While the middle-class migrated for assured jobs, more and more Bangalis were shifting homesteads for survival. Even before the land pressure really built up in the deltaic region, the peasantry had become mobile in search of something, somewhere a little better. The lesser classes mostly ended up in outlying coastal districts and the remoter areas inland. As Bengal became poorer, there were fewer coming in, and more leaving.
Assam, lying to the north of the Bangali heartland, was at the receiving end of migration for a long time, from the impoverished areas of undivided Bengal which sent forth “cultivators of the unfilled lands”. But the experience was not untroubled, and communal politics increased over time and stretched till the Partition of 1947, when Assam and the contiguous district of Sylhet saw serious distur¬bances. Assam had a referendum, and the Muslim majority Sylhet joined Pakistan, leaving a bitter legacy. It was in a sense their own partition, quite outside Bengal politics.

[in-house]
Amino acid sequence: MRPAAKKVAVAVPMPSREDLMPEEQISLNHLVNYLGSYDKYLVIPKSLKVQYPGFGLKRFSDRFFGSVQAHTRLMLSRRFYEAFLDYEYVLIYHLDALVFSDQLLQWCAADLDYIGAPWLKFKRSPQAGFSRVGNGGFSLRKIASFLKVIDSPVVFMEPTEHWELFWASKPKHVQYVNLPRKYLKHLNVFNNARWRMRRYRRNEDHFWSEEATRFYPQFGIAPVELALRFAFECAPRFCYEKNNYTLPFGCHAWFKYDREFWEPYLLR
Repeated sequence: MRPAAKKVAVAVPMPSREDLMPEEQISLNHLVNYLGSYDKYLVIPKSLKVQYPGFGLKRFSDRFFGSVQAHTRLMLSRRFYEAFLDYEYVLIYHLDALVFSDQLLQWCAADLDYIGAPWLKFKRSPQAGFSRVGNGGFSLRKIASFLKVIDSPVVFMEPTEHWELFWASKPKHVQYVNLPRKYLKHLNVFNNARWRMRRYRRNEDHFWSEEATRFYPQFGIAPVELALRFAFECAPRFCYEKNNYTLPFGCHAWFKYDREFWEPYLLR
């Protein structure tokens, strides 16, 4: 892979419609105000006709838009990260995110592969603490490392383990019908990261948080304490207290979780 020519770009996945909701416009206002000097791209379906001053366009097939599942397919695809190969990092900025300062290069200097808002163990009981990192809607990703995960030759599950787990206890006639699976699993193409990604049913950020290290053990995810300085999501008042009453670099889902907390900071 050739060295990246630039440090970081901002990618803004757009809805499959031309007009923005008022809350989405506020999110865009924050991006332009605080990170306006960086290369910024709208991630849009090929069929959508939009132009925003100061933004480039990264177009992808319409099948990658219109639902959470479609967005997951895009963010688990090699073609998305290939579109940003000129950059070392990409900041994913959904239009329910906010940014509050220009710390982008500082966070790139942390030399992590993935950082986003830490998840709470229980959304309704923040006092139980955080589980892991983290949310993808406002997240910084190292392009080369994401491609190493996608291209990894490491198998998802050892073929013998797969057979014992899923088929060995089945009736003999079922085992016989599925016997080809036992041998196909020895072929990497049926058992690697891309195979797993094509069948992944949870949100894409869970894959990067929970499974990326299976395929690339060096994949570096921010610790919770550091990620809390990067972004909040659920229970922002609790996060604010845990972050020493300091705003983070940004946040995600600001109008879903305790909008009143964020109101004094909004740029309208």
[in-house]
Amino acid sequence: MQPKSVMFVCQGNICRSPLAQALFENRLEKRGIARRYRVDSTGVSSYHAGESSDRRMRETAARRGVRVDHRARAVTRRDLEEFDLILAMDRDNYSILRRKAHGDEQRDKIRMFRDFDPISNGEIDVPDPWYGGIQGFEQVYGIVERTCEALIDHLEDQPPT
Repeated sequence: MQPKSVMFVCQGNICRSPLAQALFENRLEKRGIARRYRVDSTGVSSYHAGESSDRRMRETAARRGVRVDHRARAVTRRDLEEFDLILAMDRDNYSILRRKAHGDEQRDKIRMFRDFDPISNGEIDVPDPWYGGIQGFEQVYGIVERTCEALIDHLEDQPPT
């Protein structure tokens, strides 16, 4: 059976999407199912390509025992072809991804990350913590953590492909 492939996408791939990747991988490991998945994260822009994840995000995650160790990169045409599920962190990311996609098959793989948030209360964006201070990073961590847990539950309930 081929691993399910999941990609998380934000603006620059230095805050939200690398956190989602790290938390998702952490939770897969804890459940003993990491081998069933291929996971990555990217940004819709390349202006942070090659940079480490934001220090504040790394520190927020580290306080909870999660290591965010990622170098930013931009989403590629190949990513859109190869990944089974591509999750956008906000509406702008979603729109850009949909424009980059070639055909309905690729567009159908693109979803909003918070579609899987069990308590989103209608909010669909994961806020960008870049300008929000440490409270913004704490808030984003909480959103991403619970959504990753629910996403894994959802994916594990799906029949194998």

Migration from the regions close to Assam has been quite significant. Sylhetis, whom some scholars now describe as a separate non-Bangali (but associated) ethnic-linguistic group, are one of the more visible migrants anywhere in the world. Most Bangla migrants in Great Brit¬ain are from the one region of Sylhet, and most owners of ´Indian´ restaurants there are likewise Sylhetis.